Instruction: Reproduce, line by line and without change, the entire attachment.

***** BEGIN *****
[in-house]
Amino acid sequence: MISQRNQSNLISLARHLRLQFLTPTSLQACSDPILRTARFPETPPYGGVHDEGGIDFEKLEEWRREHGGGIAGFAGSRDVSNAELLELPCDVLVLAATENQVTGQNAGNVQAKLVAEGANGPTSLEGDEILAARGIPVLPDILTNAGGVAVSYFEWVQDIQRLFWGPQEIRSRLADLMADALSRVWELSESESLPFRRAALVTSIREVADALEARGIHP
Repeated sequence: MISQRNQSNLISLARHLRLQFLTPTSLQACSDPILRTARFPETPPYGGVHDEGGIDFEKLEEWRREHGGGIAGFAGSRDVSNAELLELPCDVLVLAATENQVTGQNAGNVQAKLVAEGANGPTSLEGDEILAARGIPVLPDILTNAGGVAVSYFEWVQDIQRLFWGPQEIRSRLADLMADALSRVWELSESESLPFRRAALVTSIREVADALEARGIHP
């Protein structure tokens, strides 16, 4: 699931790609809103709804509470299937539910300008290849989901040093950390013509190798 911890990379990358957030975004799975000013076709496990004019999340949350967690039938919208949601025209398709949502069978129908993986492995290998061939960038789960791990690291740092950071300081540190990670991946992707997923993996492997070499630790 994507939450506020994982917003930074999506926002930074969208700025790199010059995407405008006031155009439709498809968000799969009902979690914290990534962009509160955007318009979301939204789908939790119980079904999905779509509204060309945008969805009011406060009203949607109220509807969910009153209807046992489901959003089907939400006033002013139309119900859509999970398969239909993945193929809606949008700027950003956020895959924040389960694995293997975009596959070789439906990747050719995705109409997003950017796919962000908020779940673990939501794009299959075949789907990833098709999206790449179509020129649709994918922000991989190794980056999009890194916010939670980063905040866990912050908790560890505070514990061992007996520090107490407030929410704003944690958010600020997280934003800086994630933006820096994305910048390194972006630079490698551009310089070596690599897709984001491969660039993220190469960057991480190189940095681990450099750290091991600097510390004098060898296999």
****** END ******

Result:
[in-house]
Amino acid sequence: MISQRNQSNLISLARHLRLQFLTPTSLQACSDPILRTARFPETPPYGGVHDEGGIDFEKLEEWRREHGGGIAGFAGSRDVSNAELLELPCDVLVLAATENQVTGQNAGNVQAKLVAEGANGPTSLEGDEILAARGIPVLPDILTNAGGVAVSYFEWVQDIQRLFWGPQEIRSRLADLMADALSRVWELSESESLPFRRAALVTSIREVADALEARGIHP
Repeated sequence: MISQRNQSNLISLARHLRLQFLTPTSLQACSDPILRTARFPETPPYGGVHDEGGIDFEKLEEWRREHGGGIAGFAGSRDVSNAELLELPCDVLVLAATENQVTGQNAGNVQAKLVAEGANGPTSLEGDEILAARGIPVLPDILTNAGGVAVSYFEWVQDIQRLFWGPQEIRSRLADLMADALSRVWELSESESLPFRRAALVTSIREVADALEARGIHP
């Protein structure tokens, strides 16, 4: 699931790609809103709804509470299937539910300008290849989901040093950390013509190798 911890990379990358957030975004799975000013076709496990004019999340949350967690039938919208949601025209398709949502069978129908993986492995290998061939960038789960791990690291740092950071300081540190990670991946992707997923993996492997070499630790 994507939450506020994982917003930074999506926002930074969208700025790199010059995407405008006031155009439709498809968000799969009902979690914290990534962009509160955007318009979301939204789908939790119980079904999905779509509204060309945008969805009011406060009203949607109220509807969910009153209807046992489901959003089907939400006033002013139309119900859509999970398969239909993945193929809606949008700027950003956020895959924040389960694995293997975009596959070789439906990747050719995705109409997003950017796919962000908020779940673990939501794009299959075949789907990833098709999206790449179509020129649709994918922000991989190794980056999009890194916010939670980063905040866990912050908790560890505070514990061992007996520090107490407030929410704003944690958010600020997280934003800086994630933006820096994305910048390194972006630079490698551009310089070596690599897709984001491969660039993220190469960057991480190189940095681990450099750290091991600097510390004098060898296999």